I spent the rest of the day exploring University of Nevada-Reno’s campus, visiting a new local watering hole/pizza joint, and popping into a pawn shop to see what people hock when they’re down on their luck. I saw the guitars, watches, and rings that I expected, but I discovered a new low point in life, during which you need to pawn your power sander or drill. The saddest part of this discovery? The number of power sanders and drills in this pawn shop. I counted at least a half-dozen and dozen, respectively!


Again, no writing stats for the day, but hopefully this post helps convey some of the fun that can be had during a mobile writing retreat. Hopefully, I’ll have good writing progress to share in the morning from Provo.


Mobile Writing Retreat - Day 1

All aboard!

Actually, I never heard anyone yell that. Also, for anyone not familiar with train travel, here's a primer for you to lead off the Day 1 recap. 

I had been tipped off that cross-country train travel might provide a level of crazy that would tempt me to set aside the academic writing in favor of documenting the "interesting" people I met and observed along the way. Day 1 did not disappoint. In fact, T minus 15 minutes did not disappoint. As I sat there with my backpack, I watched a growing mass of people assembling with seemingly more stuff than I moved from Tallahassee to Boston (and perhaps almost as much as my brother-in-law seems to take takes on a 3-day trip to NYC). Oh, and how best to describe the crowd? Picture your last trip to the DMV. Put them all on the platform, but make them less angry and more confused. Needless to say, this was not the business class crowd I've grown accustomed to between Boston and New York. Things I saw before we even got on board: a family (carrying on a cake, it seems, among a dozen other pieces of "luggage") fight over the functionality of the Amtrak App, a guy so excited about the train's arrival that he was sprinting up and down the platform to snap pictures and videos between leaps and shouts of joy, and almost everyone attempting to board the private car at the rear of the train before being told that they probably didn't have enough money to pull that off.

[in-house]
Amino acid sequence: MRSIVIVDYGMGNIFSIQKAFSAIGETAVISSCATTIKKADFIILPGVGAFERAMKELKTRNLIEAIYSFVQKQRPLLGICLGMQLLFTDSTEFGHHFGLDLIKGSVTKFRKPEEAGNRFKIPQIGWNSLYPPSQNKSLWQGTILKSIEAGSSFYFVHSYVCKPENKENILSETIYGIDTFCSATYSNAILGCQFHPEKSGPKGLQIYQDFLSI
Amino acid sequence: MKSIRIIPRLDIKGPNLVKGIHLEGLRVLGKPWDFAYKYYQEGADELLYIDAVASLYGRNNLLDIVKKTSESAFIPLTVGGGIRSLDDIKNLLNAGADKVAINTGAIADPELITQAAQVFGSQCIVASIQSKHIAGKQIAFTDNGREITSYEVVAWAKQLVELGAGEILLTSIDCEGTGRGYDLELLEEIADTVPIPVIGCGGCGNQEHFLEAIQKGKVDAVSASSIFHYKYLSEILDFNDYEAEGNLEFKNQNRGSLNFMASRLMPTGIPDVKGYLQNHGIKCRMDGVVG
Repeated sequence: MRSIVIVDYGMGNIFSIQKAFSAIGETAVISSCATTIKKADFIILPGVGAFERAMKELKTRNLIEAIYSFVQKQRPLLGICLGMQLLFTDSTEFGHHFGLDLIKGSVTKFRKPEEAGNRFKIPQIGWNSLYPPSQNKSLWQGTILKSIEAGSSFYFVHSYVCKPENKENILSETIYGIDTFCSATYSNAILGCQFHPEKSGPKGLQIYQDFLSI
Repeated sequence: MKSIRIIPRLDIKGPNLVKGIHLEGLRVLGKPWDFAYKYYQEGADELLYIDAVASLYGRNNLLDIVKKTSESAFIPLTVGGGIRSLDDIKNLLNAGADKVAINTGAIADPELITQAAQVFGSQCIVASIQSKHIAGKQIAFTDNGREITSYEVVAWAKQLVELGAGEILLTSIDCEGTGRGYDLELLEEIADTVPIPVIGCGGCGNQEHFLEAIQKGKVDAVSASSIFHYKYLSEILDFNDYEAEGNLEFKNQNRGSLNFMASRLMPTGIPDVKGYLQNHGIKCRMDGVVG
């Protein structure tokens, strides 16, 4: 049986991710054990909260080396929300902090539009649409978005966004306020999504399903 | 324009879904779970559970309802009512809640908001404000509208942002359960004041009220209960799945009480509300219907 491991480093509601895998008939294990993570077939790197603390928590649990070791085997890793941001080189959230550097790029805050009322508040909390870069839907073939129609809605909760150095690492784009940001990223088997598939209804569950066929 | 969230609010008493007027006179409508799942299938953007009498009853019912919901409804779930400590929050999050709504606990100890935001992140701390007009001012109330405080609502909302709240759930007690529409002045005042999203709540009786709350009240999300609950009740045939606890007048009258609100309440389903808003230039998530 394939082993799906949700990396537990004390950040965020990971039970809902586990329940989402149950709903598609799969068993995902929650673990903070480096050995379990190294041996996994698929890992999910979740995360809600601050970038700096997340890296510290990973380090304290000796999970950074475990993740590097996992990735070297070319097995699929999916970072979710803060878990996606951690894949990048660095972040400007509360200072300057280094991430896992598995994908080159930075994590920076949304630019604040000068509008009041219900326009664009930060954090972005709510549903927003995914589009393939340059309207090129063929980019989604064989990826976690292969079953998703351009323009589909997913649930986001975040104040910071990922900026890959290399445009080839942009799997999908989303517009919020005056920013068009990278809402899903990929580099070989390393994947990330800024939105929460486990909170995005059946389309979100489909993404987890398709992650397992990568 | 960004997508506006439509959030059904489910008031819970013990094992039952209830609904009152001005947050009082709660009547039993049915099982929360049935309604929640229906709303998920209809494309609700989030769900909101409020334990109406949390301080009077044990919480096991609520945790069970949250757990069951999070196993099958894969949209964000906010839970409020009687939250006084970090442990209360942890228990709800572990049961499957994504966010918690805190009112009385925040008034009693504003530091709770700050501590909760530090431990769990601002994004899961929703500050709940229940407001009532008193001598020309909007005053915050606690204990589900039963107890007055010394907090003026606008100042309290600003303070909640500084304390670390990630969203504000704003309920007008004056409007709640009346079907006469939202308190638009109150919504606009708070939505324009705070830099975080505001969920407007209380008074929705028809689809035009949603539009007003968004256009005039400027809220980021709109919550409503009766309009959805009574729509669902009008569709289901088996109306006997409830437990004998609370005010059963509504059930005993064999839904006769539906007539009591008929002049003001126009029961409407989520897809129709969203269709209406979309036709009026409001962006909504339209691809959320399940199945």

Private Car Dining and Observation

Private Car Dining and Observation

Boarding lines are segregated by destination and ticket type (e.g., coach or sleeper), and seats are assigned as you board. Remember the crowd I described on the platform? Yeah, it's a good idea to be aware of who's standing around you in line. Fortunately, I wound up seated next to a nice young lady who seemed relatively sane, until I learned she was going straight through to Chicago (a 2.5 day ride) in a coach seat. Everyone else was pretty decent, save the guy up one seat and to the left who methodically tapped the top of his 7-up can 87 times before opening it (public service announcement, this does NOT reduce the odds of your drink foaming over upon opening) and proceeding to play oldies music at full blast on his iPhone. This was mitigated by (1) my earbuds and own music selection and (2) one of the best parts of train travel - the ability to get up and leave your seat as you please.